Protein tyrosine phosphatases in neuronal development

Date of Award




Degree Name

Doctor of Philosophy (Ph.D.)


Molecular and Cellular Pharmacology

First Committee Member

John L. Bixby - Committee Chair


The control of neural development and, in particular, of axon growth, involves the regulation of tyrosine phosphorylation. Until now, our understanding of the importance of tyrosine phosphorylation in growth and development has come predominantly from studies on tyrosine kinases. Emerging evidence suggests that protein tyrosine phosphatases, the enzymatic counterpoint to tyrosine kinases, may serve an important role in regulating tyrosine phosphorylation and potentially neuronal development and function. As yet, the full repertoire of protein tyrosine phosphatases (PTPs) expressed in the developing nervous system is unknown. We have used an RT/PCR-based approach for the identification of PTPs expressed in the chick brain during the time of neuronal differentiation. With this approach, we have identified two novel RPTPs; one of these, designated CRYP-2, is a CAM-related RPTP selectively expressed in the embryonic nervous system. Full-length cloning of CRYP-2 reveals that it is a receptor-type PTP with an adhesion molecule-like extracellular region comprising fibronectin type III repeats and a single catalytic domain in the intracellular region. It is alternatively spliced in the juxtamembrane region, similar to other PTPs recently cloned. CRYP-2 mRNA is strongly expressed in brain during the time of axon growth; it is downregulated towards the end of embryogenesis. Western blot analysis identifies a 330 kDa glycoprotein as CRYP-2, and confirms that the protein is down regulated after hatching. Immunostaining of cerebellar neurons in vitro reveals that CRYP-2 is expressed on neurons, but not glia, and is present on cell bodies and processes. The CAM-like structure, developmental pattern of expression, and neuronal-specific localization of the CRYP-2 PTP suggest that it is involved in neuronal differentiation, particularly axon growth.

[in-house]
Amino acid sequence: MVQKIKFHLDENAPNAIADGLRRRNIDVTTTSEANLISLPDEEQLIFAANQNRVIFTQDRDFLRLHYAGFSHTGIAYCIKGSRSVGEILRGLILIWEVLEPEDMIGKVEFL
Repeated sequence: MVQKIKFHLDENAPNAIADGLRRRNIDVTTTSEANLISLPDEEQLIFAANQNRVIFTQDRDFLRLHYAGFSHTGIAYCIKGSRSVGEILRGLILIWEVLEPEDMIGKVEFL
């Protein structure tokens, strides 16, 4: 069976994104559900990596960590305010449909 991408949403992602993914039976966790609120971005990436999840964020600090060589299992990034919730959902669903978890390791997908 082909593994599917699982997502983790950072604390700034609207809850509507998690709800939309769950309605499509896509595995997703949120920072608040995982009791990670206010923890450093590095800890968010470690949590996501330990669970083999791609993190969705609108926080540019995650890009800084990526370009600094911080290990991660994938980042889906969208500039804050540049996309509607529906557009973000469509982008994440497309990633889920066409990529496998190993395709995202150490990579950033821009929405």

Biology, Molecular; Biology, Neuroscience

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